Christian football fans debate violence of the sport

 — Sept. 8, 20138 sept. 2013

by Timothy Fowler, Ecumenical News

Ahead of a new season, U.S. Christians are debating the wisdom of being fans of the country’s most popular sport because of the violence inherent in American football.

The settlement of a lawsuit between the National Football League (NFL) and former players who sued over brain injuries they allege were received while playing has sparked the clamor.

The NFL agreed to pay the 4,500 players who were party to the case $765 million in the settlement.

On one side of the debate are believers like Rev. Rick McDaniel, who in an op-ed for Fox News Saturday said that football is biblical.

“There is much in the Bible that supports the qualities needed for playing football,” he said.

“Many stories in the Bible tell of battles, of perseverance and of commitment. Romans 8:29 tells us God wants our character to be formed like Jesus, and football is a character-building exercise.”

McDaniel cited godly character traits such as hard work and self-sacrifice as coming from playing football.

In addition, he noted that players learn how to win or lose gracefully.

On the other hand, there are those who disagree with the pastor. These Christians say that the game is far too brutal and should not be endorsed by a follower of Jesus.


Another member of the clergy, pastor and writer Bob Thiel, wrote in Church of God News on August 29 that football is a violent sport which Christians should avoid.

Thiel prefaced his remarks by referring to the concussion-related injuries which brought on the lawsuit former NFL players and the league.

Although the NFL admitted no liability, tacit or otherwise, in the agreement between the two sides, the Church of God pastor still questioned the violence in the sport.

“The league still faces a major challenge in making the game safer, “he said.

“Despite rule change designed to reduce head injuries, collisions have been growing more violent and concussions remain a significant danger.”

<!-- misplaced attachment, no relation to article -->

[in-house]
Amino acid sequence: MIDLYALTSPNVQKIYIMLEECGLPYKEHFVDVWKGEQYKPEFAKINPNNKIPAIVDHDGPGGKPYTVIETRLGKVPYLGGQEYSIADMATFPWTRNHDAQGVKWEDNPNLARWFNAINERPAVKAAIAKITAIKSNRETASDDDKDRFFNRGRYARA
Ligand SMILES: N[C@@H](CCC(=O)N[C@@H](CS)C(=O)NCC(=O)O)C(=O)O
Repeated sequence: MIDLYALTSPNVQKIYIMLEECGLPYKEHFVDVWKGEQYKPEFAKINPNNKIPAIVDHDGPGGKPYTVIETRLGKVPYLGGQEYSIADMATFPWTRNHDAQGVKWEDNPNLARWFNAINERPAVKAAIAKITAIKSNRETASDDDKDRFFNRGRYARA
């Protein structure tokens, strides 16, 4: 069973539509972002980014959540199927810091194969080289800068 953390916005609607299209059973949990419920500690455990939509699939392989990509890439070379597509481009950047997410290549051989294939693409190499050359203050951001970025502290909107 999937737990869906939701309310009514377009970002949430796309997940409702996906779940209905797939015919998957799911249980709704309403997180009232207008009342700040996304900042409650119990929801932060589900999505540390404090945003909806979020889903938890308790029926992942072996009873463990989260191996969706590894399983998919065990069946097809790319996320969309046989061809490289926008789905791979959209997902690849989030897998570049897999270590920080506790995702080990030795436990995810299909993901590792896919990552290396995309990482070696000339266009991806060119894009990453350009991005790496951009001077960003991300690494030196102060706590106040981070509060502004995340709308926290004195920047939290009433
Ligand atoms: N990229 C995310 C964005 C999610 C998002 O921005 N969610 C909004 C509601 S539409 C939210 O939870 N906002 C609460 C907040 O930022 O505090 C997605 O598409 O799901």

Thiel said that “it would be wonderful if we could make the game safer, but there is far too much satisfaction as a player, owner, coach and consumer to quit.”

And there is no substitute ‘patch’ for American football. We are all too selfish to stop.”

Thiel challenged his readers, asking them, “Are you among the selfish that advocates this sport? Can you let it go or do you prefer to watch it knowing it is harming those who are ‘entertaining’ you.”

He wrote that he could not reconcile the Scriptures with American football after witnessing the injuries suffered by some friends who had played the sport.

“There are better ways for Christians to learn principles like teamwork from other sports or activities than watching actual violence,” Thiel said.

Christianity Today writer Owen Strachan agreed with Thiel’s sentiments.

Despite his belief that the game provides common ground for the members of the diverse American society, Strachan said it is worrisome for Christians.


“Few things more represent a kind of ‘secular liturgy’ than a football game,” said Strachan. “Cue the nacho cheese sauce, throw on your team’s jersey, fire up the flat-screen, and enjoy a game for a few hours, talking and laughing and jumping out of your seat together.

“Football, though, is physically brutal, and therefore raises concerns for Christians, who of all people have the most stake in human flourishing based on the imago dei, the likeness of man to God (Gen. 1:26-27).”

Strachan said that there was no place for Christians to avoid reality.

“The Gospel opens our eyes to hard truths about ourselves and our world, he said.

“If a game is associated with violence, that should be of note to believers. Following Christ means avoiding unnecessary violence, no matter what macho culture and John Wayne manhood might say (Luke 22:36). It also means seeking the good of our neighbor, and remembering that the imago dei calls us to be a kingdom of ethical prophets who desire that all humanity might thrive.”

Strachan should think hard about involving their children in such a violent game.

Echoing Theil, he said that “there are other contact sports that can help produce character in our youth. ”

Strachan said, “I myself feel conflicted about football. I don’t want to be legalistic. I’m not a medical researcher. I don’t have all the answers.

“Some conscionable, God-fearing Christians may strongly disagree with me. I know that football affords joy in a world in which it can be hard to find. I know that it brings people together. I know that common grace is just that: a form of grace.

“But at the end of the day, the punishing nature of the game concerns me.”

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